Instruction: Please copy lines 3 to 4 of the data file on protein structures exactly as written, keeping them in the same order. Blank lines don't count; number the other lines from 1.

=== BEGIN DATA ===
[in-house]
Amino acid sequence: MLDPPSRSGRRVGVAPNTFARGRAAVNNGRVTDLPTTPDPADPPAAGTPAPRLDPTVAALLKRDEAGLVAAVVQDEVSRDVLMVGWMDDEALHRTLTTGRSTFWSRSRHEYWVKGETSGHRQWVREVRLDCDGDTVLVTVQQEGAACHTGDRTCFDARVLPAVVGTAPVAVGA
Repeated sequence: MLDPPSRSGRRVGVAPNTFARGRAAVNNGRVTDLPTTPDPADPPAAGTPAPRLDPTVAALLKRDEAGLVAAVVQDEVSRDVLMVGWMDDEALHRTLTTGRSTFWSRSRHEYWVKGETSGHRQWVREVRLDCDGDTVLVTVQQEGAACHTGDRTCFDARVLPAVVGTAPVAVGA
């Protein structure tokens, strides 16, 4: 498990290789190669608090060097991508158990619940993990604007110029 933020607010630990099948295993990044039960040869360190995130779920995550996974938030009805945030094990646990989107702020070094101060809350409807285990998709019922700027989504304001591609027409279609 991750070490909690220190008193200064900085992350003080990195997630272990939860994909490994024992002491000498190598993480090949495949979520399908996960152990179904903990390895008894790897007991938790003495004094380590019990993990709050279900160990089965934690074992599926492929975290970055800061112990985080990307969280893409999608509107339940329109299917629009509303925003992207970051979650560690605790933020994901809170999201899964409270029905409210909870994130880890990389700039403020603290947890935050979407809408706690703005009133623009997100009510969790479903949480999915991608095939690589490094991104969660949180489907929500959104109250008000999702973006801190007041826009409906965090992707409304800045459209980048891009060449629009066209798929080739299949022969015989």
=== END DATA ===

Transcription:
Repeated sequence: MLDPPSRSGRRVGVAPNTFARGRAAVNNGRVTDLPTTPDPADPPAAGTPAPRLDPTVAALLKRDEAGLVAAVVQDEVSRDVLMVGWMDDEALHRTLTTGRSTFWSRSRHEYWVKGETSGHRQWVREVRLDCDGDTVLVTVQQEGAACHTGDRTCFDARVLPAVVGTAPVAVGA
């Protein structure tokens, strides 16, 4: 498990290789190669608090060097991508158990619940993990604007110029 933020607010630990099948295993990044039960040869360190995130779920995550996974938030009805945030094990646990989107702020070094101060809350409807285990998709019922700027989504304001591609027409279609 991750070490909690220190008193200064900085992350003080990195997630272990939860994909490994024992002491000498190598993480090949495949979520399908996960152990179904903990390895008894790897007991938790003495004094380590019990993990709050279900160990089965934690074992599926492929975290970055800061112990985080990307969280893409999608509107339940329109299917629009509303925003992207970051979650560690605790933020994901809170999201899964409270029905409210909870994130880890990389700039403020603290947890935050979407809408706690703005009133623009997100009510969790479903949480999915991608095939690589490094991104969660949180489907929500959104109250008000999702973006801190007041826009409906965090992707409304800045459209980048891009060449629009066209798929080739299949022969015989």